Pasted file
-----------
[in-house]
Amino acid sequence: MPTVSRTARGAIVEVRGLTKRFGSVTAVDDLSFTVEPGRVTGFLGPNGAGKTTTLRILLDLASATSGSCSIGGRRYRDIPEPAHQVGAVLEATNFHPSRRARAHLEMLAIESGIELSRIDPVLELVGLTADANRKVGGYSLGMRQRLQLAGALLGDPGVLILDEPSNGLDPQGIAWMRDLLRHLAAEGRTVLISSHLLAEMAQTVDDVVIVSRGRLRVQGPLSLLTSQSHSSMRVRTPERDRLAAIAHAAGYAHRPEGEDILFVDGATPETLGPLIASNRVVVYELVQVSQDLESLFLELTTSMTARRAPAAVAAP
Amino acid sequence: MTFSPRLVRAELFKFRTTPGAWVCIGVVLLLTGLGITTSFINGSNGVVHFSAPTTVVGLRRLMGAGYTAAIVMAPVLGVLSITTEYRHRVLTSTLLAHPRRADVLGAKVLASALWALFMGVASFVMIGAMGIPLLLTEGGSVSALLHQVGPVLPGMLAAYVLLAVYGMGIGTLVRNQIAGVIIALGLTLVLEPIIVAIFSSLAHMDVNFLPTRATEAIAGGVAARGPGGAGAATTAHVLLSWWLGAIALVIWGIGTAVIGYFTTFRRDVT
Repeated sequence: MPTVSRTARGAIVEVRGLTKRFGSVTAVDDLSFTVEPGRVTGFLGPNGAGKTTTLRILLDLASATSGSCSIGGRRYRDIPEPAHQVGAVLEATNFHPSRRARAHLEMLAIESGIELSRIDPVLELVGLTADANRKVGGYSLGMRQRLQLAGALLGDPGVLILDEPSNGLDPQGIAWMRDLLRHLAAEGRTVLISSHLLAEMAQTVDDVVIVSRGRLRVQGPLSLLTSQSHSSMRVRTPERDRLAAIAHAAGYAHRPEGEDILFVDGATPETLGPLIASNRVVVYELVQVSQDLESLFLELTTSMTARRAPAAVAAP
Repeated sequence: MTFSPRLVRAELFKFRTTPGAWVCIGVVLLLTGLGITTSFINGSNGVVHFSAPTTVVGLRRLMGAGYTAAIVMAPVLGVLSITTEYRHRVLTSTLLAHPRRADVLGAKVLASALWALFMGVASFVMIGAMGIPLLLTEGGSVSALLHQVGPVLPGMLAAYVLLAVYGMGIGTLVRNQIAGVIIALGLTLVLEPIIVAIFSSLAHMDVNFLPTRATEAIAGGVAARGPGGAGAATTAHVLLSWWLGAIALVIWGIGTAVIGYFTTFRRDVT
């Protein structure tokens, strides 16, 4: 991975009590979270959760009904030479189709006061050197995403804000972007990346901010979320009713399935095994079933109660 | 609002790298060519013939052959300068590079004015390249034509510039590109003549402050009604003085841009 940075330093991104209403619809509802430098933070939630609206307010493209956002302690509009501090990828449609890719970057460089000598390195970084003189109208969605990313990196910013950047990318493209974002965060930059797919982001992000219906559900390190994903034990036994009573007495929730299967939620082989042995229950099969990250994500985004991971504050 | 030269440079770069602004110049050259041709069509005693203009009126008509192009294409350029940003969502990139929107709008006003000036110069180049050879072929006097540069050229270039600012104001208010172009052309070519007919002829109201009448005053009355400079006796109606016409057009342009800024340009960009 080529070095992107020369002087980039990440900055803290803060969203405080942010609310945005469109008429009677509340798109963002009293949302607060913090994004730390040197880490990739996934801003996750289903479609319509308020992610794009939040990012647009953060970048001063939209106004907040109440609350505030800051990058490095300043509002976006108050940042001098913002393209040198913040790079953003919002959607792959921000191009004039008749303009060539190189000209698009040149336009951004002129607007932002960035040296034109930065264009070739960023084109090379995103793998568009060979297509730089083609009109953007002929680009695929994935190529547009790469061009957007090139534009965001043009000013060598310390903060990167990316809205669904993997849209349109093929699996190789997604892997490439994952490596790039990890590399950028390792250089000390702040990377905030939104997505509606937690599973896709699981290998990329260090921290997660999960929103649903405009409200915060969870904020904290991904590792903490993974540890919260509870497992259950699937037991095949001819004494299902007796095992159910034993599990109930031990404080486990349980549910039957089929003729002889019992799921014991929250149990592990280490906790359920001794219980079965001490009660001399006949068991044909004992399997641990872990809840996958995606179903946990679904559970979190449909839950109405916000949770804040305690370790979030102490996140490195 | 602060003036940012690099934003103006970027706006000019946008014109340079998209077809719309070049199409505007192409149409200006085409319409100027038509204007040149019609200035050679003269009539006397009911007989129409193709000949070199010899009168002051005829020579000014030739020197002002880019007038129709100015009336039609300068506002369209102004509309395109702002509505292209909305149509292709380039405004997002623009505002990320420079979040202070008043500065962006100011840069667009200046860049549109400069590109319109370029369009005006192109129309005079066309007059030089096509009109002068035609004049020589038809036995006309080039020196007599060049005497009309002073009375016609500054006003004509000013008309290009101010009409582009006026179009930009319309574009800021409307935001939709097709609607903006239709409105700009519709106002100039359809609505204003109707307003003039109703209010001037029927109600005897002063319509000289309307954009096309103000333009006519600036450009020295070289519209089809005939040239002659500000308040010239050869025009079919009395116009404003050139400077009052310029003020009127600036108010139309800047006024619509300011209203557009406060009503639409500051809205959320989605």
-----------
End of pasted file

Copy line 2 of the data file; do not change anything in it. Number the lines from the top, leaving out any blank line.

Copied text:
Amino acid sequence: MPTVSRTARGAIVEVRGLTKRFGSVTAVDDLSFTVEPGRVTGFLGPNGAGKTTTLRILLDLASATSGSCSIGGRRYRDIPEPAHQVGAVLEATNFHPSRRARAHLEMLAIESGIELSRIDPVLELVGLTADANRKVGGYSLGMRQRLQLAGALLGDPGVLILDEPSNGLDPQGIAWMRDLLRHLAAEGRTVLISSHLLAEMAQTVDDVVIVSRGRLRVQGPLSLLTSQSHSSMRVRTPERDRLAAIAHAAGYAHRPEGEDILFVDGATPETLGPLIASNRVVVYELVQVSQDLESLFLELTTSMTARRAPAAVAAP